Chinooks and Hibernating Animals

Photo by Andrea S. H. Hunt

by Jenna McFarland

There are so many benefits to living in a beautiful city like Calgary. Most residents will agree the easy access to wild spaces is a driver to living here. Greenspaces that can be used year-round allow us to enjoy sharing spaces with the over 400 species of wild animals that live alongside us. Calgarians also get to experience the rare wonder called a Chinook. Warm, dry winds create a mini oasis in the wintertime giving us a much-needed reprieve from the icy-cold of a prairie winter. Have you ever thought about what this might mean for hibernating animals? What about animals who experience a torpor through the winter? For most animals that are inactive during the cold winter months, hibernation and torpor are stimulated by several factors; photoperiod (daylight hours), temperature and reduction in available resources to use as food. For those animals that are stimulated to sleep by cold temperatures, warm winters or frequent chinooks can wreak havoc on their yearly schedules.

At the Calgary Wildlife Rehabilitation Society, we often see this disruption in the form of unseasonably early babies. In animals such as squirrels, being roused too early from their winter homes can stimulate early breeding resulting in babies being born when the weather is far too cold to support their survival. Lagomorphs such as white-tailed jackrabbits, snowshoe hares and mountain cottontail rabbits have also been known to have early babies with a low survival rate during winters with fluctuating temperatures. While this may not affect their ability to continue breeding through the late winter and spring, it is surely a huge expenditure of energy to experience an unsuccessful litter of young so early in the year.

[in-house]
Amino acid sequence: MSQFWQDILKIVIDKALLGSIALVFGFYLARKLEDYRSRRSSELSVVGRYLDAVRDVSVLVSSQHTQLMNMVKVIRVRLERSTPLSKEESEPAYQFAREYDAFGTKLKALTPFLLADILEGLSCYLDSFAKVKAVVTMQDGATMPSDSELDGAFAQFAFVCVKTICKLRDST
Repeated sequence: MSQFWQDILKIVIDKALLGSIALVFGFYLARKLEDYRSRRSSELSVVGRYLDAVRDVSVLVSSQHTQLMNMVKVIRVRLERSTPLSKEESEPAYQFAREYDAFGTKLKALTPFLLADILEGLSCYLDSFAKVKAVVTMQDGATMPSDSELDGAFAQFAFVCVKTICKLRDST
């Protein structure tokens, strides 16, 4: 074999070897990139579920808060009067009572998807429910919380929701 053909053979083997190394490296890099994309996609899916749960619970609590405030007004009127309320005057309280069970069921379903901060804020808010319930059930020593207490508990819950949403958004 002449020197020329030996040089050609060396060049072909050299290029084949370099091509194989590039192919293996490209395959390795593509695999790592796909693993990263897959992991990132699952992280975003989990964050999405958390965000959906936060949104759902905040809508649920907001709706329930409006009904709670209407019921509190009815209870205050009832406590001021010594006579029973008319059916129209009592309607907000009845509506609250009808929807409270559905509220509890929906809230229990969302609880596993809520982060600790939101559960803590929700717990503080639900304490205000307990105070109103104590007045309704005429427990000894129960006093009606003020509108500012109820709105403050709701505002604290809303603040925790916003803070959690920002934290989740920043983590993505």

We often get questions from the media and the public alike about how climate change is affecting our native wildlife. Its difficult to infer, from a wildlife rehabilitation perspective, how populations may be affected by our yearly shifts in climate. We can however expect that there will be changes in the way animals behave as our climate changes, especially when we can see these changes happening with natural weather cycles within our city. When you are out enjoying our outdoor spaces during the next Chinook, look around at the animals sharing those spaces with you. Its worth wondering how climate may be impacting their individual lives.

If you find an injured or orphaned wild bird or animal in distress, please contact the Calgary Wildlife Rehabilitation Society at 403-214-1312 for tips, instructions and advice, or look at the website at www.calgarywildlife.org for more information.

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